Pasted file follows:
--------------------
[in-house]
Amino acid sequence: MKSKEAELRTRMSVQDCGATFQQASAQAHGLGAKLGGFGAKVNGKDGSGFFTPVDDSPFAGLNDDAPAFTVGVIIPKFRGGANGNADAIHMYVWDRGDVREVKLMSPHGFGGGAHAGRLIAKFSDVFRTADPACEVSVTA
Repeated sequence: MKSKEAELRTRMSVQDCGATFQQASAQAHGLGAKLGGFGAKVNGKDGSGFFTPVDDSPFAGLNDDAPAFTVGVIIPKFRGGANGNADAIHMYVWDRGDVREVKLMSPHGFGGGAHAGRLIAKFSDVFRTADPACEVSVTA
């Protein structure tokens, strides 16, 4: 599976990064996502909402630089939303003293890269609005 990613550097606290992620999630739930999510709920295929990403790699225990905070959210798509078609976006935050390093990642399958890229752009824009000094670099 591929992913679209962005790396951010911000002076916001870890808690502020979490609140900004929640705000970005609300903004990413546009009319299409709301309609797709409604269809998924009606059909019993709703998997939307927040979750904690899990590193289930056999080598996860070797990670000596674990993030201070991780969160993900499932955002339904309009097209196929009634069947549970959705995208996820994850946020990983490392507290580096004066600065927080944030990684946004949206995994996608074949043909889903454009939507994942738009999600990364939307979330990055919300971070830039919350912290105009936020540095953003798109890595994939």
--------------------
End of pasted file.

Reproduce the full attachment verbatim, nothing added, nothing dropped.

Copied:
[in-house]
Amino acid sequence: MKSKEAELRTRMSVQDCGATFQQASAQAHGLGAKLGGFGAKVNGKDGSGFFTPVDDSPFAGLNDDAPAFTVGVIIPKFRGGANGNADAIHMYVWDRGDVREVKLMSPHGFGGGAHAGRLIAKFSDVFRTADPACEVSVTA
Repeated sequence: MKSKEAELRTRMSVQDCGATFQQASAQAHGLGAKLGGFGAKVNGKDGSGFFTPVDDSPFAGLNDDAPAFTVGVIIPKFRGGANGNADAIHMYVWDRGDVREVKLMSPHGFGGGAHAGRLIAKFSDVFRTADPACEVSVTA
């Protein structure tokens, strides 16, 4: 599976990064996502909402630089939303003293890269609005 990613550097606290992620999630739930999510709920295929990403790699225990905070959210798509078609976006935050390093990642399958890229752009824009000094670099 591929992913679209962005790396951010911000002076916001870890808690502020979490609140900004929640705000970005609300903004990413546009009319299409709301309609797709409604269809998924009606059909019993709703998997939307927040979750904690899990590193289930056999080598996860070797990670000596674990993030201070991780969160993900499932955002339904309009097209196929009634069947549970959705995208996820994850946020990983490392507290580096004066600065927080944030990684946004949206995994996608074949043909889903454009939507994942738009999600990364939307979330990055919300971070830039919350912290105009936020540095953003798109890595994939």